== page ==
Gideon's River spans the gulf between what is and what ought to be. Like "what is" novels such as Dickens' Oliver Twist, which depicts the awful situation of orphans in Victorian London, this story shows a child in jeopardy. Like "what ought to be" stories such as Harry Potter, in which an intelligent and courageous boy overcomes a terrible foster home and many other dangers, Gideon's River shows a spirited boy who insists on taking action and finding answers.
Gideon's River is, first, a good story that moves at a moderate to fast pace through the adventures of a twelve-year-old boy and his best friend, Cody. Unfolding against the backdrop of the town of Little Bridge and the sometimes flooded Susquehanna River, Gideon's River is also the story of the grownups who love Gideon and want to help him grow up with the confidence that is the birthright of every child.
This novel will appeal to all who have witnessed the age old twin dramas "the bully and the wimp," to all who have wondered, as Gideon's mother Rosalie does, how to help an unhappy child--and what to do about meanness in the world.
Complementing the story are several minor plot threads, including a minister who prefers putting on plays to doing any pastoral counseling, an Earth Day project creating a path by the river, and a teen mother Rosalie sees on her home visiting rounds as a county worker.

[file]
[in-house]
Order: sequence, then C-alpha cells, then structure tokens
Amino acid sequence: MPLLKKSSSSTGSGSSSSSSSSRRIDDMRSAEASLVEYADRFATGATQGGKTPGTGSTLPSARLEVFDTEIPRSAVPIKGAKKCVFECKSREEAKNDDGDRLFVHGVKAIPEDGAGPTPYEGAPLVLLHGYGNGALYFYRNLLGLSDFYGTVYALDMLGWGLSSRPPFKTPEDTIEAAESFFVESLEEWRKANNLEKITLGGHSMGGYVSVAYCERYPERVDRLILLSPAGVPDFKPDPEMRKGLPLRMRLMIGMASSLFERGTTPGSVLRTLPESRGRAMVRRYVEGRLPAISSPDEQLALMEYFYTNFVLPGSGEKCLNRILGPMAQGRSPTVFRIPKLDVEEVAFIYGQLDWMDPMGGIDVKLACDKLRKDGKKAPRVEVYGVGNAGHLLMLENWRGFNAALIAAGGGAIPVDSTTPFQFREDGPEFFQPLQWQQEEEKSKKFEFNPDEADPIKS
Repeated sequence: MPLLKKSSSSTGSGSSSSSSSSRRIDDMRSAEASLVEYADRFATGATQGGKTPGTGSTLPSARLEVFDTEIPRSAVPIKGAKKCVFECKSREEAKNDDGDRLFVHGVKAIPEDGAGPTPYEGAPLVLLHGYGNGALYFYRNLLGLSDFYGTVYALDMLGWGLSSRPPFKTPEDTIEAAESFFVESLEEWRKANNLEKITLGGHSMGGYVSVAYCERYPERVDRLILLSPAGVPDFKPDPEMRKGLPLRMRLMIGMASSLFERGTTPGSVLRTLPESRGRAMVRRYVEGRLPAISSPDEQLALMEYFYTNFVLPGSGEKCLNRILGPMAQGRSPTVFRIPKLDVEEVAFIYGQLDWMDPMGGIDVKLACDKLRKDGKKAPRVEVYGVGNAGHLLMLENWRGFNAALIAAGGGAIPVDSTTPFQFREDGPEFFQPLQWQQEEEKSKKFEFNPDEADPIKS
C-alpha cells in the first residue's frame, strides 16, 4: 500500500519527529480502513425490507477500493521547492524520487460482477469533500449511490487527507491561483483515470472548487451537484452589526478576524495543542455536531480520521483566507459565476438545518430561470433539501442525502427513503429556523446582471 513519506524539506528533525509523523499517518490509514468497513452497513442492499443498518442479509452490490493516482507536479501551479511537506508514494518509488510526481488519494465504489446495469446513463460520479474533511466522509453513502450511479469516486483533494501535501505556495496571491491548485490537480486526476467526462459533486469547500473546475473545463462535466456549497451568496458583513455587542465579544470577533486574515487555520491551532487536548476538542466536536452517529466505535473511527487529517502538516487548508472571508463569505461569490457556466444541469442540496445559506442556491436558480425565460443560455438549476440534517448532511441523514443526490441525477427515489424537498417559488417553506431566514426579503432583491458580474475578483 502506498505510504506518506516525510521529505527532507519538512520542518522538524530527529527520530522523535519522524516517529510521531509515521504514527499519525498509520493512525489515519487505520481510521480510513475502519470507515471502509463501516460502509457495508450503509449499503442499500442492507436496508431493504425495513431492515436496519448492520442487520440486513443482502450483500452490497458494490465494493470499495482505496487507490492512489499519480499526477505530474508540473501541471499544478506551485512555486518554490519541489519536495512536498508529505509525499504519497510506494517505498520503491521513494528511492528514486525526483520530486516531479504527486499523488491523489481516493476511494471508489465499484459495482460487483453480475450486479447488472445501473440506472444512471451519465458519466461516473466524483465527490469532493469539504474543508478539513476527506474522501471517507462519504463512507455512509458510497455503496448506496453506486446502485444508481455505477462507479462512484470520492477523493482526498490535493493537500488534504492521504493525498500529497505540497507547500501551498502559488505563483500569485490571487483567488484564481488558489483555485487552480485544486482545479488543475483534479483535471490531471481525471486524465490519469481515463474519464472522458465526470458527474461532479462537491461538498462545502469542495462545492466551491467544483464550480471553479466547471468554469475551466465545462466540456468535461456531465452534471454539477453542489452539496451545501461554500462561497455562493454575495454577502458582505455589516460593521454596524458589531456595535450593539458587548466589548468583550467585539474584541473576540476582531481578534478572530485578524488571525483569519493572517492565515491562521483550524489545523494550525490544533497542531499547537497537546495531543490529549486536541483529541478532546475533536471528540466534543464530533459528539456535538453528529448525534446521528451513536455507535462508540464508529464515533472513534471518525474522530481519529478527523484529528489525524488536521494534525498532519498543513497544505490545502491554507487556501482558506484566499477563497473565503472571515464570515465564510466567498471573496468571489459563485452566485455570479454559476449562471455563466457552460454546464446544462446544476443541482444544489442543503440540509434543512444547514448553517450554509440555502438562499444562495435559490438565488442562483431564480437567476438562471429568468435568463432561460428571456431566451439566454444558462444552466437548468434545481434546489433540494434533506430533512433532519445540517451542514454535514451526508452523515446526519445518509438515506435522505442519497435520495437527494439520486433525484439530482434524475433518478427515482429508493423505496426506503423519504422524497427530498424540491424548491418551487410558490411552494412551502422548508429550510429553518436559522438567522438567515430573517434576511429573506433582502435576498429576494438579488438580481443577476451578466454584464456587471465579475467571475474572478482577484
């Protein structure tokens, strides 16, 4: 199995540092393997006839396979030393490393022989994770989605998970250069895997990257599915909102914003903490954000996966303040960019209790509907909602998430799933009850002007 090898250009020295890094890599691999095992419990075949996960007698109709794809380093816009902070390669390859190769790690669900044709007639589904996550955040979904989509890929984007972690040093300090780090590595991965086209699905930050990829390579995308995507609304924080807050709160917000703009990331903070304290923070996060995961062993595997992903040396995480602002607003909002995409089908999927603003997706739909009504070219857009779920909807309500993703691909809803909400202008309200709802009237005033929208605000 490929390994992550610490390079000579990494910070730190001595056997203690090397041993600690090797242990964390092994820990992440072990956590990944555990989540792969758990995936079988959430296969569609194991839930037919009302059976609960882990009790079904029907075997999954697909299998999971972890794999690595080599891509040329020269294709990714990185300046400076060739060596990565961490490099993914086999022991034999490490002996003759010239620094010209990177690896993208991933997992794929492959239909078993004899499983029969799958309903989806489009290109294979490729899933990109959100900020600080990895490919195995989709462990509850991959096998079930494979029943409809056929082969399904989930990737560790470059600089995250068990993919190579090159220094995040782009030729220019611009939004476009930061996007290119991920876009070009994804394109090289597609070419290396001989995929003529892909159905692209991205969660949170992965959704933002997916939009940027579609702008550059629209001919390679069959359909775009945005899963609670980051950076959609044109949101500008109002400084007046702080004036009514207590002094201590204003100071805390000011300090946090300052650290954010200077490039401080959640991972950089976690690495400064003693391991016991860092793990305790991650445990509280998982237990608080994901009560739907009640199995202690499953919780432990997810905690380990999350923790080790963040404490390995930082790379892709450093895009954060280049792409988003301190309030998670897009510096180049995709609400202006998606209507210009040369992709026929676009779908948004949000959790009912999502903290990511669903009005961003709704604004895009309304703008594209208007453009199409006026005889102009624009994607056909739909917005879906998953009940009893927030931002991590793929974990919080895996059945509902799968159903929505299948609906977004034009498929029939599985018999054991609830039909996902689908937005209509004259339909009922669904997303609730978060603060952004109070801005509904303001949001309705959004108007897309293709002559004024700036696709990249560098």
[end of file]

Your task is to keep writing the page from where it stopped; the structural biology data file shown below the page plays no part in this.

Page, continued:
Gideon's effort to contact his biological father cause him to stumble during a rainy night upon a little known steep and curvy road through the Catskill mountains, a road without guardrails.
Gideon's River has action and heart and, in the end, a way out and up, offering both hope and method to those who care for our children.
|Product dimensions:||6.00(w) x 9.00(h) x 0.54(d)|
About the Author
Trish has published a memoir of her life in a community of spiritual hippies, Sweet Potato Suppers: A Yankee Woman Finds Salvation in a Hippie Village, the second edition of which is due out in the spring of 2011. She has published poems in a number of literary magazines, including Green Hills Literary Lantern, Off the Coast, and Peregrine. She writes articles for firstname.lastname@example.org and maintains several blogs related to her writing and her family. Swamp Walking Woman, a modern mythic fairy tale was published in 2010. Red Hen's Daughter's, her first book of poems is available from amazon.
Trish lives with her husband in New Haven, CT, where she hikes the beautiful trails of West Rock Ridge State Park, writes, and gives workshops at the New Haven Free Public Library. She is an encourager of writers and, in her writing, a strong advocate for children.